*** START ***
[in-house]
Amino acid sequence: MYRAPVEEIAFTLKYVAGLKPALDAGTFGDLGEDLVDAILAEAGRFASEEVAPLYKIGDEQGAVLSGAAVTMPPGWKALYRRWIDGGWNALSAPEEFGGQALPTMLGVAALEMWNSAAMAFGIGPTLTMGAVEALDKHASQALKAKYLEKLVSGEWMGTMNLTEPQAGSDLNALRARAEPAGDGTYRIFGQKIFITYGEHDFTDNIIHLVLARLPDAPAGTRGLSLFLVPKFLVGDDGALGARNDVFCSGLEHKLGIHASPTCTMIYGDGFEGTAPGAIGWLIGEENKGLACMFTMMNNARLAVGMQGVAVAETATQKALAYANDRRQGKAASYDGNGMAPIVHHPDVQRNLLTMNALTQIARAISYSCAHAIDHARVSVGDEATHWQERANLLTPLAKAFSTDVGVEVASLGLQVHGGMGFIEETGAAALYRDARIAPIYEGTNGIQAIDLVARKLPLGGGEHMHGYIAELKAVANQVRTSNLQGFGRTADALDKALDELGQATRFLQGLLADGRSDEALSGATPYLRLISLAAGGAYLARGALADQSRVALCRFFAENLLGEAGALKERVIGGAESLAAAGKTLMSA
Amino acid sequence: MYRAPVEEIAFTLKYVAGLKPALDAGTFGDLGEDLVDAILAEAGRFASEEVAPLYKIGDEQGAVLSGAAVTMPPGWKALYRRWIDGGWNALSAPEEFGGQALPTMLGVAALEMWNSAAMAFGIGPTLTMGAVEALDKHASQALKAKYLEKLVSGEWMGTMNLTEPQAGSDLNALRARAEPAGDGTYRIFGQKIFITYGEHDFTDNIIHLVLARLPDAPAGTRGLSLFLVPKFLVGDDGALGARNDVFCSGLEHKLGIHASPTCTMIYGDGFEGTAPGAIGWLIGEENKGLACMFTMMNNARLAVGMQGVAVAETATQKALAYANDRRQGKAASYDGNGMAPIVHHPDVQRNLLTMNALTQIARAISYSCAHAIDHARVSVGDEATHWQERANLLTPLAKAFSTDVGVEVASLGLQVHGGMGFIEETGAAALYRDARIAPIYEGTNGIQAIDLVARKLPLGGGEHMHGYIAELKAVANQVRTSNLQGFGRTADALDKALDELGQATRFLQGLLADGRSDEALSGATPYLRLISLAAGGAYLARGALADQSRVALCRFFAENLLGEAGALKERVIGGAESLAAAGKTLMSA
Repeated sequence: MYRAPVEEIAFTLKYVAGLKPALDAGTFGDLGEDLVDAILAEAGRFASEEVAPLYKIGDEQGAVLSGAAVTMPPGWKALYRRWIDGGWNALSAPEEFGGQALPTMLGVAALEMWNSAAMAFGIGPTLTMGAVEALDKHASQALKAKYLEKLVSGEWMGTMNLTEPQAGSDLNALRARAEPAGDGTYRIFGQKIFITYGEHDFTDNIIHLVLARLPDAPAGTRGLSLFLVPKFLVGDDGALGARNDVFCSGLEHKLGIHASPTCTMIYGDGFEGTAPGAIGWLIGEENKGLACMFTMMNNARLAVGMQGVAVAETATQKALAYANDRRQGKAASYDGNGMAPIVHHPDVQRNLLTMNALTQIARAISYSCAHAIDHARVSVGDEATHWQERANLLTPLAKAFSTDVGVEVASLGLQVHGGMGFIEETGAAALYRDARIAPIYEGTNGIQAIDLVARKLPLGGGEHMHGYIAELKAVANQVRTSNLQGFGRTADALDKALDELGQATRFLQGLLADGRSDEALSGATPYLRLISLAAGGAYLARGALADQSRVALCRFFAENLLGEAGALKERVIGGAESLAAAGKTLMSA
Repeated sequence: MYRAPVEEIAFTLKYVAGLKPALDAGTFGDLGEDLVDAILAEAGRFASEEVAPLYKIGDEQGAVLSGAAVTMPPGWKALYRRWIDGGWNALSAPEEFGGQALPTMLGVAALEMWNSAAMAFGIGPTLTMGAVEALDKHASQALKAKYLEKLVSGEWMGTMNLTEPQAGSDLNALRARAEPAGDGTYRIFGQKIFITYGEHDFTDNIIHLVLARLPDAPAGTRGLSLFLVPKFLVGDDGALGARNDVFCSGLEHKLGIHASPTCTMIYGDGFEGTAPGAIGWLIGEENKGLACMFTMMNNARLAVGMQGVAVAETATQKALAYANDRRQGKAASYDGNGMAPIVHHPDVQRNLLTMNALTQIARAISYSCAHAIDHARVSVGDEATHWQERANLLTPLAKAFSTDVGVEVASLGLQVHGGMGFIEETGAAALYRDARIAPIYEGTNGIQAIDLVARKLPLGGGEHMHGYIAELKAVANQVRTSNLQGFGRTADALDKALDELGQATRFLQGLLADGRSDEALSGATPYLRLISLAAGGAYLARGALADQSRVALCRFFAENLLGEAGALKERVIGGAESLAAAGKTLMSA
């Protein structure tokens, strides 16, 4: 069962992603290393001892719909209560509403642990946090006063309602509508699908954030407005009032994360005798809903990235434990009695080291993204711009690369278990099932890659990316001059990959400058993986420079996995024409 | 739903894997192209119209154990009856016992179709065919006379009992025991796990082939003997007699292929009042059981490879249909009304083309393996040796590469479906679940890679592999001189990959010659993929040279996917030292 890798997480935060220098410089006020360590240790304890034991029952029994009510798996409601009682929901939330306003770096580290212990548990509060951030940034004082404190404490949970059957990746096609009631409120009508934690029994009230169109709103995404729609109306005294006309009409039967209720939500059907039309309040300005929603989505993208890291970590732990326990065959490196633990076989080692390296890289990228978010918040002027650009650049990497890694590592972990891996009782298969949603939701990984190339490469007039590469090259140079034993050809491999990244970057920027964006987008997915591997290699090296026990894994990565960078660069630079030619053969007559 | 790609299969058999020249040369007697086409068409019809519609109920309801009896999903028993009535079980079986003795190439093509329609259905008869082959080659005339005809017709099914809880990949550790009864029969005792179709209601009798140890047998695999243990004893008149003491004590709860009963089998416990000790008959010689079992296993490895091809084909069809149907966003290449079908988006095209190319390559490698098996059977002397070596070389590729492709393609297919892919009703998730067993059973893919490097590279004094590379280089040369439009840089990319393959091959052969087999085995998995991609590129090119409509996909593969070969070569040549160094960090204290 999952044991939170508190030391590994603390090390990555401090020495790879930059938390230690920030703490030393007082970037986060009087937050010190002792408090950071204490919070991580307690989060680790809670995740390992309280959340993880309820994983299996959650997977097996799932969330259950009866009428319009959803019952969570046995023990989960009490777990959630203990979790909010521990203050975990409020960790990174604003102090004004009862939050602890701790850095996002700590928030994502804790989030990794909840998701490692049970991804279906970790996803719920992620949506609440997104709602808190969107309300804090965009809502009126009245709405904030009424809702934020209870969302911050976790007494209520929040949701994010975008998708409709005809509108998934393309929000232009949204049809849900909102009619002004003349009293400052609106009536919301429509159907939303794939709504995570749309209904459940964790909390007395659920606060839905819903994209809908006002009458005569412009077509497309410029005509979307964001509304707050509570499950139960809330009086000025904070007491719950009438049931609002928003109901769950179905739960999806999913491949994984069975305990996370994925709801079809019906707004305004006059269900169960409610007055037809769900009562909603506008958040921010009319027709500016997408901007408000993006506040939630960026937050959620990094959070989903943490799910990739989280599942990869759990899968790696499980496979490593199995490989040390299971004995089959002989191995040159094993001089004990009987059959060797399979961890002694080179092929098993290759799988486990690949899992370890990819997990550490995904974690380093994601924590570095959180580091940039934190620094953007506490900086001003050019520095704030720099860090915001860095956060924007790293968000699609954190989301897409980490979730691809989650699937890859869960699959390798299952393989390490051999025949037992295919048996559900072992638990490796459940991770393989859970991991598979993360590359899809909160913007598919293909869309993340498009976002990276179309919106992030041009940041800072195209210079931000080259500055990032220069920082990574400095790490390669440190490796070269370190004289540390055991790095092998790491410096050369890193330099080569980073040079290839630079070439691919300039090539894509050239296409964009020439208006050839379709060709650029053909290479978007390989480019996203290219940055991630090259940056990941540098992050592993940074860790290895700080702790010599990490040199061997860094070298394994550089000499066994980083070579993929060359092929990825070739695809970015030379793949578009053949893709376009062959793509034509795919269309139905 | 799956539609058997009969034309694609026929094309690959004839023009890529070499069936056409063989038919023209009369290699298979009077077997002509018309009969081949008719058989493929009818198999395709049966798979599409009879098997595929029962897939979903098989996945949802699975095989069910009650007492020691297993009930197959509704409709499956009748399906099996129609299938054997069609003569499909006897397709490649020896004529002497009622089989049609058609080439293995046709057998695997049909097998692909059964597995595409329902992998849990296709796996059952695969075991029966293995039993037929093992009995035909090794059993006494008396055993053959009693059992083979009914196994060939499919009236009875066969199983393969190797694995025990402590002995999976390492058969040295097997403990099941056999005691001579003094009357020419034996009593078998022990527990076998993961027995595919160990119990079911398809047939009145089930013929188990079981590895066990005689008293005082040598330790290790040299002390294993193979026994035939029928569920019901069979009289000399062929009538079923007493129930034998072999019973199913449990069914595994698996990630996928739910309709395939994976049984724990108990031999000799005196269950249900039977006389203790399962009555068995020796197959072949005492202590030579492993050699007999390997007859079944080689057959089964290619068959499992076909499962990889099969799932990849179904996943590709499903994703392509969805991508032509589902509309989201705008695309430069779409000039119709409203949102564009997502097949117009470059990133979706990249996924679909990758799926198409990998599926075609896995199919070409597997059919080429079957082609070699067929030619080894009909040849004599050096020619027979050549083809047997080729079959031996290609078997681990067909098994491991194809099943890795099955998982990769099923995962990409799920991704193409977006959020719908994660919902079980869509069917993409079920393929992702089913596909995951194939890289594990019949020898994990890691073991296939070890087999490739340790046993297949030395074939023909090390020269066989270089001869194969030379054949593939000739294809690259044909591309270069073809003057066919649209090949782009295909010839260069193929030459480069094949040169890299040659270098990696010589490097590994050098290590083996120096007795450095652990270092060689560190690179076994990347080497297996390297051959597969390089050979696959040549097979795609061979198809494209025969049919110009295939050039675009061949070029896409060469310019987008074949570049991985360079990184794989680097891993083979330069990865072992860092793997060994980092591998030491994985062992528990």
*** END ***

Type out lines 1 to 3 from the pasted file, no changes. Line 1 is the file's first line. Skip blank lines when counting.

[in-house]
Amino acid sequence: MYRAPVEEIAFTLKYVAGLKPALDAGTFGDLGEDLVDAILAEAGRFASEEVAPLYKIGDEQGAVLSGAAVTMPPGWKALYRRWIDGGWNALSAPEEFGGQALPTMLGVAALEMWNSAAMAFGIGPTLTMGAVEALDKHASQALKAKYLEKLVSGEWMGTMNLTEPQAGSDLNALRARAEPAGDGTYRIFGQKIFITYGEHDFTDNIIHLVLARLPDAPAGTRGLSLFLVPKFLVGDDGALGARNDVFCSGLEHKLGIHASPTCTMIYGDGFEGTAPGAIGWLIGEENKGLACMFTMMNNARLAVGMQGVAVAETATQKALAYANDRRQGKAASYDGNGMAPIVHHPDVQRNLLTMNALTQIARAISYSCAHAIDHARVSVGDEATHWQERANLLTPLAKAFSTDVGVEVASLGLQVHGGMGFIEETGAAALYRDARIAPIYEGTNGIQAIDLVARKLPLGGGEHMHGYIAELKAVANQVRTSNLQGFGRTADALDKALDELGQATRFLQGLLADGRSDEALSGATPYLRLISLAAGGAYLARGALADQSRVALCRFFAENLLGEAGALKERVIGGAESLAAAGKTLMSA
Amino acid sequence: MYRAPVEEIAFTLKYVAGLKPALDAGTFGDLGEDLVDAILAEAGRFASEEVAPLYKIGDEQGAVLSGAAVTMPPGWKALYRRWIDGGWNALSAPEEFGGQALPTMLGVAALEMWNSAAMAFGIGPTLTMGAVEALDKHASQALKAKYLEKLVSGEWMGTMNLTEPQAGSDLNALRARAEPAGDGTYRIFGQKIFITYGEHDFTDNIIHLVLARLPDAPAGTRGLSLFLVPKFLVGDDGALGARNDVFCSGLEHKLGIHASPTCTMIYGDGFEGTAPGAIGWLIGEENKGLACMFTMMNNARLAVGMQGVAVAETATQKALAYANDRRQGKAASYDGNGMAPIVHHPDVQRNLLTMNALTQIARAISYSCAHAIDHARVSVGDEATHWQERANLLTPLAKAFSTDVGVEVASLGLQVHGGMGFIEETGAAALYRDARIAPIYEGTNGIQAIDLVARKLPLGGGEHMHGYIAELKAVANQVRTSNLQGFGRTADALDKALDELGQATRFLQGLLADGRSDEALSGATPYLRLISLAAGGAYLARGALADQSRVALCRFFAENLLGEAGALKERVIGGAESLAAAGKTLMSA